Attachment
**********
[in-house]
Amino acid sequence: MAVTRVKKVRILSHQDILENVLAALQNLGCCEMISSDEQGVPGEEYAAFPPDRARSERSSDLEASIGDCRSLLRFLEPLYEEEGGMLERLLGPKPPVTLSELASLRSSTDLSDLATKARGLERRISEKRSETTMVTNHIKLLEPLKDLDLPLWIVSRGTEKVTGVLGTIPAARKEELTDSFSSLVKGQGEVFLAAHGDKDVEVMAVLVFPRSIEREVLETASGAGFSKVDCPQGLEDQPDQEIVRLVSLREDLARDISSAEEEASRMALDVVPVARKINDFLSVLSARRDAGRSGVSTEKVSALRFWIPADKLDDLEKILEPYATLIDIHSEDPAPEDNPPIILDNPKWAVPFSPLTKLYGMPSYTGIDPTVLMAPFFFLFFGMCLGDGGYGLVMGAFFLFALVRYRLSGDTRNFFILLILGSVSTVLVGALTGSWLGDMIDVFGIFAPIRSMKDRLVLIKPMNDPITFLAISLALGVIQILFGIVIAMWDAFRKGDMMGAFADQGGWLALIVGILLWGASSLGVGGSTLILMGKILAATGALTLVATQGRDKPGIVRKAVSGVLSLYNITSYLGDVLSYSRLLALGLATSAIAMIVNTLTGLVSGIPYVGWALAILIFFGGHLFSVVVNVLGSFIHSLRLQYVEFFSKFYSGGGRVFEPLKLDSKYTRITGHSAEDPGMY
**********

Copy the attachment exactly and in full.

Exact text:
[in-house]
Amino acid sequence: MAVTRVKKVRILSHQDILENVLAALQNLGCCEMISSDEQGVPGEEYAAFPPDRARSERSSDLEASIGDCRSLLRFLEPLYEEEGGMLERLLGPKPPVTLSELASLRSSTDLSDLATKARGLERRISEKRSETTMVTNHIKLLEPLKDLDLPLWIVSRGTEKVTGVLGTIPAARKEELTDSFSSLVKGQGEVFLAAHGDKDVEVMAVLVFPRSIEREVLETASGAGFSKVDCPQGLEDQPDQEIVRLVSLREDLARDISSAEEEASRMALDVVPVARKINDFLSVLSARRDAGRSGVSTEKVSALRFWIPADKLDDLEKILEPYATLIDIHSEDPAPEDNPPIILDNPKWAVPFSPLTKLYGMPSYTGIDPTVLMAPFFFLFFGMCLGDGGYGLVMGAFFLFALVRYRLSGDTRNFFILLILGSVSTVLVGALTGSWLGDMIDVFGIFAPIRSMKDRLVLIKPMNDPITFLAISLALGVIQILFGIVIAMWDAFRKGDMMGAFADQGGWLALIVGILLWGASSLGVGGSTLILMGKILAATGALTLVATQGRDKPGIVRKAVSGVLSLYNITSYLGDVLSYSRLLALGLATSAIAMIVNTLTGLVSGIPYVGWALAILIFFGGHLFSVVVNVLGSFIHSLRLQYVEFFSKFYSGGGRVFEPLKLDSKYTRITGHSAEDPGMY